All fishing on Glen Tanar’s four beats is fly-based and can be booked by week, part week or day, subject to availability, from 1 March until 30 September inclusive. Fishing with a ghillie is included during the Spring season (from 1 March – 30 June), and available on some beats during the Summer season (1 July – 30 September).
Trout fishing on Glen Tanar’s private loch guarantees a tranquillity fix in peaceful, secluded surroundings. They offer fly fishing by boat for rainbow trout and brown trout. Lifejackets for adults and children are available but please bring your own fishing equipment. Day and evening sessions are available from March to December. Please visit their website for more details.
Walk, Ride, Cycle
Get off the beaten track and explore Glen Tanar by foot, by bike, or on horseback. There are miles of tracks throughout Glen Tanar making it an ideal location for exploration. Whether it is walking you enjoy or mountain biking, you can experience the wilderness of Scotland by venturing deep into the Estate. Glen Tanar also plays host to Scotland’s most easterly munro, Mount Keen, so if you are feeling adventurous why not bag a munro too!
Glen Tanar is a wildlife photographer’s paradise. To help visitors watch and photograph some of the species that can be found here, there are several hides at various locations throughout the estate. These are positioned to make the most of available light and surrounding views. Visitors should be prepared to spend several hours inside a hide. The prevalence of individual bird species changes each year, and the chance of seeing them depends on breeding success and nest locations. Depending on the time of year you could could be lucky to spot osprey, merlin, black grouse, peregrines, hen harrier and the majestic golden eagle. Full information and booking details can be found on their website.
The Deeside Geotour runs along the Deeside Way from Drumoak to Ballater, continuing up to Braemar and some of the caches will take you into Glen Tanar Estate. All the caches are freely available and you can find out more information at the Glen Tanar Visitor Centre.”
From the Wikipedia Page for Glen Tanar:
“Glen Tanar (Scottish Gaelic: Gleann Tanar) is a glen in Aberdeenshire, eastern Scotland, through which the Water of Tanar flows. Near the mouth of the glen, at Tower o’ Ess, the Water of Tanar flows into the River Dee. This flows through Deeside into the North Sea at Aberdeen.
Glen Tanar contains the third largest area of Caledonian Forest in Scotland, and is of national and European importance.
Forty-two square km of the glen is designated by Scottish Natural Heritage as a national nature reserve. Most of the area remains under private ownership as part of the Glen Tanar Estate, however 182 ha is owned by Scottish Natural Heritage, being designated as the “Strict Reserve Zone” of the national nature reserve. Glen Tanar lies within the Cairngorms National Park, and is also designated as a Site of Special Scientific Interest, a Special Protection Area, and a Special Area of Conservation. The national nature reserve is designated a Category IV protected area by the International Union for Conservation of Nature.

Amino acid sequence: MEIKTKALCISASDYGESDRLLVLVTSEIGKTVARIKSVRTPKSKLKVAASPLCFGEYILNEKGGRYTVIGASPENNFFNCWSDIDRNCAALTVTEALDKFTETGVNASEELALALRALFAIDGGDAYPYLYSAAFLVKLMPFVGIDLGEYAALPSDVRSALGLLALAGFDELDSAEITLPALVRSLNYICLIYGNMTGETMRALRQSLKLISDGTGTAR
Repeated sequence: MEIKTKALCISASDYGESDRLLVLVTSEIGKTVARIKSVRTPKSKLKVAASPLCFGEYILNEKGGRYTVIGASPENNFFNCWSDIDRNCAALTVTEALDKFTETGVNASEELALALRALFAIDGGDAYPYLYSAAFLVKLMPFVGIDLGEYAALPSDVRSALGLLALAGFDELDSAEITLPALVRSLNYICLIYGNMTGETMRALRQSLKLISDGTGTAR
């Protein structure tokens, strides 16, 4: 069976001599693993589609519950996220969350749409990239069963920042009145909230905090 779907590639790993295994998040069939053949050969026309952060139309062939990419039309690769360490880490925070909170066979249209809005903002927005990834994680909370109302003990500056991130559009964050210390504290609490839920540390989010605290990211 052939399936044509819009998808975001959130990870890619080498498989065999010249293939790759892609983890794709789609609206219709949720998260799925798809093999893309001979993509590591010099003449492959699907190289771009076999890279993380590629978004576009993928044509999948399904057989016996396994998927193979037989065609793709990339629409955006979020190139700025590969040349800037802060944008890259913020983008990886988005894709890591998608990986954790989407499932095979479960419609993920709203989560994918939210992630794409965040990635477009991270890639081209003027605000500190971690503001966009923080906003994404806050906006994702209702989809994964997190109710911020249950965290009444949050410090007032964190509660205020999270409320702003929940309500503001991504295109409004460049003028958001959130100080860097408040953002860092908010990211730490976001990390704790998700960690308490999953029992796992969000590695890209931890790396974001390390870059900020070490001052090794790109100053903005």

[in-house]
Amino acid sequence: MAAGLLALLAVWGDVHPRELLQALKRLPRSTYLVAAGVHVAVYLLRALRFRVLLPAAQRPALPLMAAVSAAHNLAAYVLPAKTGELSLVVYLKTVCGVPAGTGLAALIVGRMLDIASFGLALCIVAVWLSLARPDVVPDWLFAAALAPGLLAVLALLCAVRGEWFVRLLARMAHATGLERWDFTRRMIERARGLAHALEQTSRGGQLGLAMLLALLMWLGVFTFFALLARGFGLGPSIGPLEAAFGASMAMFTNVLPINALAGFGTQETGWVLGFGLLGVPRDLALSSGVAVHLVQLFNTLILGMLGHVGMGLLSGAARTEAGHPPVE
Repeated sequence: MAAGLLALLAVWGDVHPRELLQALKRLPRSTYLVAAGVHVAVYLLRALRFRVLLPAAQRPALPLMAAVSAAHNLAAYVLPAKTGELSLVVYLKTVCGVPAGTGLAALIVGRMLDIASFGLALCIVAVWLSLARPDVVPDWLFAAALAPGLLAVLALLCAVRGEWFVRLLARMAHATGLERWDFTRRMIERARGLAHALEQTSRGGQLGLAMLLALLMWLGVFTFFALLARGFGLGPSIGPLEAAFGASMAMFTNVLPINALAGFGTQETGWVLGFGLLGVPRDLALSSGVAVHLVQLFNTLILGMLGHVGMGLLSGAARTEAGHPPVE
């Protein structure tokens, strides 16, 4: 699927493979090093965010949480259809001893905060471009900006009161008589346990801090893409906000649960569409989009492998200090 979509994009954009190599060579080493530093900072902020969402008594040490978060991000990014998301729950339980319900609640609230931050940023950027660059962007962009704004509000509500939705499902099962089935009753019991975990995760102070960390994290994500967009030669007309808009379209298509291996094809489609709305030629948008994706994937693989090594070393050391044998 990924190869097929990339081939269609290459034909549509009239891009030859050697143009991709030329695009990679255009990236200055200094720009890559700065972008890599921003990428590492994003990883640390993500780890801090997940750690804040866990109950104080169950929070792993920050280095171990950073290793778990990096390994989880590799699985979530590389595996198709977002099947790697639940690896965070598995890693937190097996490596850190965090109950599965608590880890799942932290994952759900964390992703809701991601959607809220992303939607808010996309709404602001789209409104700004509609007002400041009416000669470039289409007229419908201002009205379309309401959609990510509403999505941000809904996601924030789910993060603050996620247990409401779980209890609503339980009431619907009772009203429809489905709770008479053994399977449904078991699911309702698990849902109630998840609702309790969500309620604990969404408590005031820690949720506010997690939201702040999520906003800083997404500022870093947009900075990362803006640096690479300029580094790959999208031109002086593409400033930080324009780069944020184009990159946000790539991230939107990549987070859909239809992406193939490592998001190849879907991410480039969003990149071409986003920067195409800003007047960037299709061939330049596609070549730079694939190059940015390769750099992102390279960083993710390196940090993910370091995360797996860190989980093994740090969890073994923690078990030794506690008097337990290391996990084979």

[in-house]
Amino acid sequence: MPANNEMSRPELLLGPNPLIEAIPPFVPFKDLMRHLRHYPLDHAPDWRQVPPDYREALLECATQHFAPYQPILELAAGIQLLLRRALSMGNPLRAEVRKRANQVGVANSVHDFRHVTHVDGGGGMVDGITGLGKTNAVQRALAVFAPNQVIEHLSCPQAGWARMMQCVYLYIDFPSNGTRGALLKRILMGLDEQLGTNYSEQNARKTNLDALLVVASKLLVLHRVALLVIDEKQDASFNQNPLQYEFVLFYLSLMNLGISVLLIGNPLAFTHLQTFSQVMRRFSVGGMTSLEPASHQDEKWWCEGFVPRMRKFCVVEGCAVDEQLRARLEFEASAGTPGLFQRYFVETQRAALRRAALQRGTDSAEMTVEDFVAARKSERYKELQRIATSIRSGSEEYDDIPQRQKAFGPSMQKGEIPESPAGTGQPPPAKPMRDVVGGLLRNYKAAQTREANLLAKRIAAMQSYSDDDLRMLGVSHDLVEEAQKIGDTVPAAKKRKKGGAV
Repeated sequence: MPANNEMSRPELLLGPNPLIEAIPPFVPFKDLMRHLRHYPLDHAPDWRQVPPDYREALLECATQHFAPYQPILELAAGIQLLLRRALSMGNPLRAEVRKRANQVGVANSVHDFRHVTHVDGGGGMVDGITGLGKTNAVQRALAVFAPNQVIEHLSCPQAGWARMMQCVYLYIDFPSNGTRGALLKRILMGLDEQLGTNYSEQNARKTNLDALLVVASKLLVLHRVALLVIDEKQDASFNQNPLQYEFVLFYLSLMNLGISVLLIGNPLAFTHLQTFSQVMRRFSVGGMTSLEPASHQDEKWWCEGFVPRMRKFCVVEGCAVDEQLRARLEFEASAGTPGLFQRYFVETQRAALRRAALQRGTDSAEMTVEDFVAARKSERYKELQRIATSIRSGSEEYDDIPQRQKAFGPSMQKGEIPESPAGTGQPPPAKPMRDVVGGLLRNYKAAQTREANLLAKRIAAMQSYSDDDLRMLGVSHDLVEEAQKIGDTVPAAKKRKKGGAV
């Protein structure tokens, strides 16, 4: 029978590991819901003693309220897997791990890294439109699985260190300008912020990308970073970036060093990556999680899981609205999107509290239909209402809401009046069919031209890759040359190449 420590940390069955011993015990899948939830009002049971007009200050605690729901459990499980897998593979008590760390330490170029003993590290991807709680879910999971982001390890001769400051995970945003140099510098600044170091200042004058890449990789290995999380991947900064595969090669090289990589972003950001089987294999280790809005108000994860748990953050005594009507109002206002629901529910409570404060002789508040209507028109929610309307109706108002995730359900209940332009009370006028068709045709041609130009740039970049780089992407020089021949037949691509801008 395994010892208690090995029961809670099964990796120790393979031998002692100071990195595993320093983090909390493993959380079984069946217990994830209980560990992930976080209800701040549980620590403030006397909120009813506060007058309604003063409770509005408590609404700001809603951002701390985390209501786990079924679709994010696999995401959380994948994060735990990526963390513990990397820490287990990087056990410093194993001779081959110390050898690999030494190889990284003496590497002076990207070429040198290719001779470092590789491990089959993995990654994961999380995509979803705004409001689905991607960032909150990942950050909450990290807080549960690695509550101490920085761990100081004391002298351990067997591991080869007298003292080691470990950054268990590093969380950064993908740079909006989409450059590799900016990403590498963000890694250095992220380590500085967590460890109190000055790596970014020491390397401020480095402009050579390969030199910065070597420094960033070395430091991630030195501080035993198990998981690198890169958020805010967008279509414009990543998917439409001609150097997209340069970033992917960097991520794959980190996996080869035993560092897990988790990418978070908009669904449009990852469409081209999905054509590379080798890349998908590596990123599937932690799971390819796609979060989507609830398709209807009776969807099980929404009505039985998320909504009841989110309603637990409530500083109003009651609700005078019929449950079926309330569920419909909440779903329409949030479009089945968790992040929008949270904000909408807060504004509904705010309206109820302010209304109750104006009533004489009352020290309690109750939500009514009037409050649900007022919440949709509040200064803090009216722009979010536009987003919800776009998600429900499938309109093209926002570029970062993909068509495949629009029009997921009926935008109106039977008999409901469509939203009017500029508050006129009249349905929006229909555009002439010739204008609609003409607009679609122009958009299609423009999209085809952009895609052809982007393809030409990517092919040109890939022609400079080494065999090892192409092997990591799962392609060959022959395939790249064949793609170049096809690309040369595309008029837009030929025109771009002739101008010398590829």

Wikipedia Entry for Glen Tanar
Glen Tanar provides the eastern walking route to Mount Keen, Scotland’s most easterly Munro. Starting at the car park at the end of the public road, walkers follow the glen through the native Caledonian Forest into open moorland before crossing the river to begin the ascent.”
“Just at the edge of Dinnet village, there’s a place where you can walk through some of Deeside’s prettiest woodlands and picnic beside a loch clothed in water lilies. And if you fancy scrambling into a granite cauldron, following in the footsteps of Queen Victoria, you can do that too!VisitAberdeenshire
Muir of Dinnet blends woodland, heath, open water and an impressive example of nature’s sculptural work, all on one site. Visit the Burn O’Vat and feel the rock walls swallow you up in their damp embrace, cutting you off from the outside world. Elsewhere, wander through birch woodlands, watch for the flash of a damselfly’s wings or savour the peace and tranquillity of a summer reflection in the clear water of the lochs.
Lying within the Cairngorms National Park, Muir of Dinnet has a range of enchanting walks through the woodland and around the water-filled kettle hole that forms Loch Kinord. There are four waymarked paths starting from the visitor centre. They range from just under a mile to the Burn O’Vat and up to nearly four miles on the Loch Kinord circular path. Take time to stroll through the woodland looking out for birds, animals and delicate woodland wildflowers
There is a visitor centre, which tells the story of how the different elements of the reserve evolved and what you are likely to see if you go out to enjoy the reserve. You can find out how glaciers carved up the landscape, how the lochs and bogs formed, how well the woodland is doing and why the reserve is so special. The visitor centre is rated Gold as part of the Green Tourism Business Scheme.
The best time to visit is in spring and winter for birds, and all year round for visits to the Burn O’Vat.